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I saw Gary Numan on TV the other day. You remember Gary - dyed his hair blonde, played around with wires and for a brief period in the late seventies threatened the fabric of society. Well, it seems our Gazza still likes to keep his hand in at the ol' music game and when he hasn't been flying vintage aircraft or helping Mrs Thatcher to a third term in office, enjoys nothing more than strapping on his guitar and playing a little straight ahead rock 'n' roll. Sadly, as the clips from his latest video revealed, this new development in his career has taken him back, stylistically, to point somewhere before he entered the public eye - which doesn't exactly sound like development to me, personal or otherwise. But that didn't stop him taking time out to condemn recent sampled-based music because of its 'repetitive' nature.

Of course, the example of Gary Numan could be supported by a dozen others. This really is not the time for anyone to admit to a liking of technology for technology's sake. As we know, the technology is still there and it's influence on all musicians continues to grow (who, I wonder, will be the first artist to record an entire album on ADAT?) - just don't make it too visible on stage and remember to tell everyone you prefer working with real musicians.

It's perhaps ironic that the greatest antipathy towards technology is often shown by musicians whose association with it has been their means of entry into rock's great er... pantheon. It's equally ironic that optimism and genuine insight into the use of keyboard-based technology should come from a musician who's name has traditionally been associated with the guitar - check out Phil Ward's excellent interview with Pat Metheny in this issue.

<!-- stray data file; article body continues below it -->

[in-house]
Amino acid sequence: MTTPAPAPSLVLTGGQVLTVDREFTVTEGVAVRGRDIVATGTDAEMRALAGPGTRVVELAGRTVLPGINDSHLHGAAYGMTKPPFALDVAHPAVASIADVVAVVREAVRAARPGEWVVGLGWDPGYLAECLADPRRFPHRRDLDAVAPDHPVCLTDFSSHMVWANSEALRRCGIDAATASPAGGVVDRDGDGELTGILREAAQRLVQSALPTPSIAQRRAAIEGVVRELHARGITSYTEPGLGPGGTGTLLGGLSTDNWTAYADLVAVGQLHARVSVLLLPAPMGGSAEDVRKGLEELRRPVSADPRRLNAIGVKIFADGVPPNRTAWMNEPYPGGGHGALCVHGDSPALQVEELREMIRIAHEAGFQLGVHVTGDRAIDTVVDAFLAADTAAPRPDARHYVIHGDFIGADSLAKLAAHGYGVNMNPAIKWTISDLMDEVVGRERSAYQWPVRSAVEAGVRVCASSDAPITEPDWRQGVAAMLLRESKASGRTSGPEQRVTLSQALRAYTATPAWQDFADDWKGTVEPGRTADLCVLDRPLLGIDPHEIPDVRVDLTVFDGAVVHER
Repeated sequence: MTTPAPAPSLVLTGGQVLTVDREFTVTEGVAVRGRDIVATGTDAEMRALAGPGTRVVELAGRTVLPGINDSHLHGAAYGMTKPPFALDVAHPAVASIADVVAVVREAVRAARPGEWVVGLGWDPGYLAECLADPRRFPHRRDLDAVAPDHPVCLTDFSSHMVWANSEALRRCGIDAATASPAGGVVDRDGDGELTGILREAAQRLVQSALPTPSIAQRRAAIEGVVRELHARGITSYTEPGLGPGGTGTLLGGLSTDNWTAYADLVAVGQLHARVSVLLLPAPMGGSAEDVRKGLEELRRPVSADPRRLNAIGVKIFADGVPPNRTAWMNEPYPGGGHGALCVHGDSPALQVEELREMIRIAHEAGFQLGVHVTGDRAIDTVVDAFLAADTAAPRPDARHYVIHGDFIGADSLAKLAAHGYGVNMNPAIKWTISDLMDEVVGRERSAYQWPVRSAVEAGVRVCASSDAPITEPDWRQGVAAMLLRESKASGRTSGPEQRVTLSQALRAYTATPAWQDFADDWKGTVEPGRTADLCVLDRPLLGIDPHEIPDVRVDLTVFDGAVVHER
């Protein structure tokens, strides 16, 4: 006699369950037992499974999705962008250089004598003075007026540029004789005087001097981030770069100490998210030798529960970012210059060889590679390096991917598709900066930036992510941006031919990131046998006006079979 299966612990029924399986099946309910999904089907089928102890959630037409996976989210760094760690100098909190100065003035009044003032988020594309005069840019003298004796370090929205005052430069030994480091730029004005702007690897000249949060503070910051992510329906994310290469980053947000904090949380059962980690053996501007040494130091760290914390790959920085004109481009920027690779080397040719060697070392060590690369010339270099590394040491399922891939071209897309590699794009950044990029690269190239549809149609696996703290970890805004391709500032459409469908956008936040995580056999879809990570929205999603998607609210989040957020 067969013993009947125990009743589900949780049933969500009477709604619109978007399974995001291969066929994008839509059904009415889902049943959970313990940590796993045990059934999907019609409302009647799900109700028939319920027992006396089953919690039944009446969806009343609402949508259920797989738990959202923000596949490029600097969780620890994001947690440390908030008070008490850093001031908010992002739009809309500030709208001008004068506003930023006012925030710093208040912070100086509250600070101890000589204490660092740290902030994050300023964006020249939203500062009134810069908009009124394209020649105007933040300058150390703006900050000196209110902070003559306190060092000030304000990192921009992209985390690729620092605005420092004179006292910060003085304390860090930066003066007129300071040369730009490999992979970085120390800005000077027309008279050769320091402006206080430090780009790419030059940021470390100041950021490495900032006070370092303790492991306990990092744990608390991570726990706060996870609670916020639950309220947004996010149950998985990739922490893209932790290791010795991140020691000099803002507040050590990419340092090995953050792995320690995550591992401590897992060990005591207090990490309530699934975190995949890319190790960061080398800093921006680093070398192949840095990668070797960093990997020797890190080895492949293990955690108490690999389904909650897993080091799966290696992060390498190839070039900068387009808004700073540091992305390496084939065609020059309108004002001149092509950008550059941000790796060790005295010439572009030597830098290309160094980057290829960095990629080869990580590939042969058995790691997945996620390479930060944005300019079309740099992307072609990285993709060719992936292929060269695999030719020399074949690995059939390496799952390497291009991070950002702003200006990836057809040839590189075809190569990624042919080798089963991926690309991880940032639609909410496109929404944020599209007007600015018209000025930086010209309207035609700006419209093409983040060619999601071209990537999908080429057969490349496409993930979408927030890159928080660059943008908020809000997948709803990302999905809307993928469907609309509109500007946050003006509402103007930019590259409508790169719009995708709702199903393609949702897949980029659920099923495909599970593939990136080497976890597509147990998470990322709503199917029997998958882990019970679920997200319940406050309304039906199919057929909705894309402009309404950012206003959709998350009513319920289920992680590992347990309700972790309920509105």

Finding someone to blame for the downgrading of technology in the public eye isn't difficult (...and it's certainly good fun). Personally, I'd cite the musicians who's overzealous use of machines first turned their audiences away - not to mention the fickleness of the audiences themselves. We could also take a poke at the manufacturers who's impressive speed at introducing new products has been matched only by their sloth in providing musicians with technology they could relate to. And then there's MT.

Yes, we are partly to blame, too. Our enthusiasm and willingness to defend our corner of the music business has not been all it might have been of late, and we've certainly fallen into the trap of assuming everyone is fully conversant with the level of technology as it currently stands. Clearly, this is not the case and in order to address the imbalance that has arisen, we are launching a couple of new regular features - MIDI By Example and Technically Speaking - designed to provide a little solid, practical advice for those struggling with MIDI and associated technology.

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Music Technology - Copyright: Music Maker Publications (UK), Future Publishing.


Music Technology - Sep 1992

Editorial by Nigel Lord

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